The Chancellor went on Friday to meet the inhabitants of this city traumatized by the death, last summer, of a German killed by two refugees and the violent demonstrations that had responded to this tragedy.
(…) The Chancellor responds with all the rationality that characterizes her: she condemns the murder, denounces the excesses of the extreme right , assumes its decision not to close the borders in 2015, defends the measures taken to reduce and control the flows migration, promises to do better.
(…) Then the floor is given to the room. The microphone passes from hand to hand and the arrests are harder, more militant. “What are you doing against chaos in Germany?” “Why are you defending a multicultural society?” “When will you resign?” “Why do you support the Migration Pact ?”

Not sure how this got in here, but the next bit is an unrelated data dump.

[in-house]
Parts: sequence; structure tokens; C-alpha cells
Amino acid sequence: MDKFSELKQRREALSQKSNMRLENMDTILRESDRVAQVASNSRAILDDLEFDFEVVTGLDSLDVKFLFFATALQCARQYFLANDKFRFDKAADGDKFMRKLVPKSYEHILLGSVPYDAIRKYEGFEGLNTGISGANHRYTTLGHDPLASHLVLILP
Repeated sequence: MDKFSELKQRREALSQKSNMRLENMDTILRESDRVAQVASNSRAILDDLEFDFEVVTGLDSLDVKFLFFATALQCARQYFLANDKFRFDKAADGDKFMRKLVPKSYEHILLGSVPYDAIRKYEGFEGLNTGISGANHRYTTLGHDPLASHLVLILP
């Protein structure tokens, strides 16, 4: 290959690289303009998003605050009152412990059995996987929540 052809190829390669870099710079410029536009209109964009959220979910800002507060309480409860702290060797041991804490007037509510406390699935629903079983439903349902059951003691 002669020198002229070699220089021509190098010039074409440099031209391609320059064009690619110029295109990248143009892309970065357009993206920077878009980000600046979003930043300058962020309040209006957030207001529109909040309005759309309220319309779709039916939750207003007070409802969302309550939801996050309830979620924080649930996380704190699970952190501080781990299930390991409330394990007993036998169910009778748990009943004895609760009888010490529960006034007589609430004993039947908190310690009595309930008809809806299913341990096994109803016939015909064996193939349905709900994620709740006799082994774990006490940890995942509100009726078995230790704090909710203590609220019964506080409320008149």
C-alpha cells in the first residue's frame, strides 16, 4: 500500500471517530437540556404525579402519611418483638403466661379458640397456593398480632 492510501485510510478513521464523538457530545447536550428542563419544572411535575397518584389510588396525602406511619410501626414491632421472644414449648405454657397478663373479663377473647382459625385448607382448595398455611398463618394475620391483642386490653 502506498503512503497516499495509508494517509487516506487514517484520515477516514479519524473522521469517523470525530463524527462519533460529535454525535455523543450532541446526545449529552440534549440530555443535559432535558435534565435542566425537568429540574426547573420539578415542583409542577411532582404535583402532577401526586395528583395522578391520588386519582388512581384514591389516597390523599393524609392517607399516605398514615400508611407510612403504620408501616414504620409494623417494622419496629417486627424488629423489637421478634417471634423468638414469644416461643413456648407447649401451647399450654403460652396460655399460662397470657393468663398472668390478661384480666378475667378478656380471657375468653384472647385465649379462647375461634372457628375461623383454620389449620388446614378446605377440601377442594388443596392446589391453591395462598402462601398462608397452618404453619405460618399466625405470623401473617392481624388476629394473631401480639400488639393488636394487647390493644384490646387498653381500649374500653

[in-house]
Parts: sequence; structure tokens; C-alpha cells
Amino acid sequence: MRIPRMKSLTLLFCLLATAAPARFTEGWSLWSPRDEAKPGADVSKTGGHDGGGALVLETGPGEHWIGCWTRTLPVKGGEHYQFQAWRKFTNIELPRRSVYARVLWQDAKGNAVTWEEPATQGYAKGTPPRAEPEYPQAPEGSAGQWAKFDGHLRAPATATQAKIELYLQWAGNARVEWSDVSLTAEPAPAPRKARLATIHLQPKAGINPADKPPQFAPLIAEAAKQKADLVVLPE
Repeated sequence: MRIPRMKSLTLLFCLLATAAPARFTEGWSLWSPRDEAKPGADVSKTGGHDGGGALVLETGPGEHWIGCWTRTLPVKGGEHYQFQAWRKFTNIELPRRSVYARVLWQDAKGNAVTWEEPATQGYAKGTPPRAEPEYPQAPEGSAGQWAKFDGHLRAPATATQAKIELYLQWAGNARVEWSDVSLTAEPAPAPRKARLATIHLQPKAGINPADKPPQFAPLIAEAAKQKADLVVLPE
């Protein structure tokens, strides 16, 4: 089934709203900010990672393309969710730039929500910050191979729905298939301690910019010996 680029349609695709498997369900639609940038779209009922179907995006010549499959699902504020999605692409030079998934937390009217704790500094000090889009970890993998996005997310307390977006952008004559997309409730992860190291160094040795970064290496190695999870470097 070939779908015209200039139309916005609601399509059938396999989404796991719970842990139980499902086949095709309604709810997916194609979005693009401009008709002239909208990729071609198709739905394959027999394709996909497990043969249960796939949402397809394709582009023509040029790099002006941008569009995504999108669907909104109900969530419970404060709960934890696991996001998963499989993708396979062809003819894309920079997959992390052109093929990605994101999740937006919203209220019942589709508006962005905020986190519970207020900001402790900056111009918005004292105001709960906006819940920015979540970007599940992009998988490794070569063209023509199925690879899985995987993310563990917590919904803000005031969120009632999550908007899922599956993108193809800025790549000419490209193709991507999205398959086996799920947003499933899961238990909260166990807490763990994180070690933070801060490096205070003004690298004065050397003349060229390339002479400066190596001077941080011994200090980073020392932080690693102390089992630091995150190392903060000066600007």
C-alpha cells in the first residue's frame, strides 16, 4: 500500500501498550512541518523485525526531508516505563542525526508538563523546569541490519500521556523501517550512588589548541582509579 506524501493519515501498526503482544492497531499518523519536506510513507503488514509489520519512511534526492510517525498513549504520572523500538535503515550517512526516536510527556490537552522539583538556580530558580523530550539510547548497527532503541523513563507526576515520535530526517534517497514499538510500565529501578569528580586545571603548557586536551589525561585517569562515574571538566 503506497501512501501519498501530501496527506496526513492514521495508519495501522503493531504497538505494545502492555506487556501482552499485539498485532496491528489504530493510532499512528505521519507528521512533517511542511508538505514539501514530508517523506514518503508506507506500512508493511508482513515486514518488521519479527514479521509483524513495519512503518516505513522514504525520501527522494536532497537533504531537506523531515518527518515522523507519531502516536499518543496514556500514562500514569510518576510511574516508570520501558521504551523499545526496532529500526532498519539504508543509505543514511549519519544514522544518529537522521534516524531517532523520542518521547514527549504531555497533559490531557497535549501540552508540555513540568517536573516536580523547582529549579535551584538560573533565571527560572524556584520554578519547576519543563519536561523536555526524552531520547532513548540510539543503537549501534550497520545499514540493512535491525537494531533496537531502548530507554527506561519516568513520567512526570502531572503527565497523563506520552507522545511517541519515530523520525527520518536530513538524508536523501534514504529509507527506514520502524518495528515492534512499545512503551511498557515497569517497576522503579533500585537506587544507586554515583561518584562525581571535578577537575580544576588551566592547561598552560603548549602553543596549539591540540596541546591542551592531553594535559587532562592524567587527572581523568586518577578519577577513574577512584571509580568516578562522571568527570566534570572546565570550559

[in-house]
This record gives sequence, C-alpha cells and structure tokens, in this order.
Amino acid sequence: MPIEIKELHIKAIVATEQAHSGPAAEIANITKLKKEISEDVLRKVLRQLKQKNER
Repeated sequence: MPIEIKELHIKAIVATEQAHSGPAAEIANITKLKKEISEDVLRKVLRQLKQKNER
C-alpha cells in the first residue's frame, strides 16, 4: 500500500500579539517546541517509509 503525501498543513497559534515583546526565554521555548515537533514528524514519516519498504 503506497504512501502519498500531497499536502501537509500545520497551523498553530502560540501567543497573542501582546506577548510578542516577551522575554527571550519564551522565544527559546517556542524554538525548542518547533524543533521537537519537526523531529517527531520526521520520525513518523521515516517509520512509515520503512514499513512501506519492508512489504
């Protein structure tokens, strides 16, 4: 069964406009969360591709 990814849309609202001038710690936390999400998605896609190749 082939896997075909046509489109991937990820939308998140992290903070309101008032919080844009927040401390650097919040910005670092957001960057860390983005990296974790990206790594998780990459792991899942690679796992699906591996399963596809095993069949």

This text, adopted by the United Nations and not binding legally for the States, became the new object of suspicion of the radical right. “A lot of wrong things have been said about this , “Angela Merkel corrects while trying to wring the rumor spread: this text “is in our basic interest and we always have the right to make our own laws” , insists -she. As for those who claim her downfall, the Chancellor retorts with Olympian calm by repeating what she said when announcing her departure from the presidency of the CDU: “I am ready to carry out my mandate to the end.”
(…) Merkel defended the United Nations Global Compact on Migration, to be adopted at the end of the year. This pact will not undermine, she promised, the “sovereignty” of states in this area. “Everyone has the right to make their own laws” despite the future pact, said Merkel, calling not to believe “those who spread hatred.”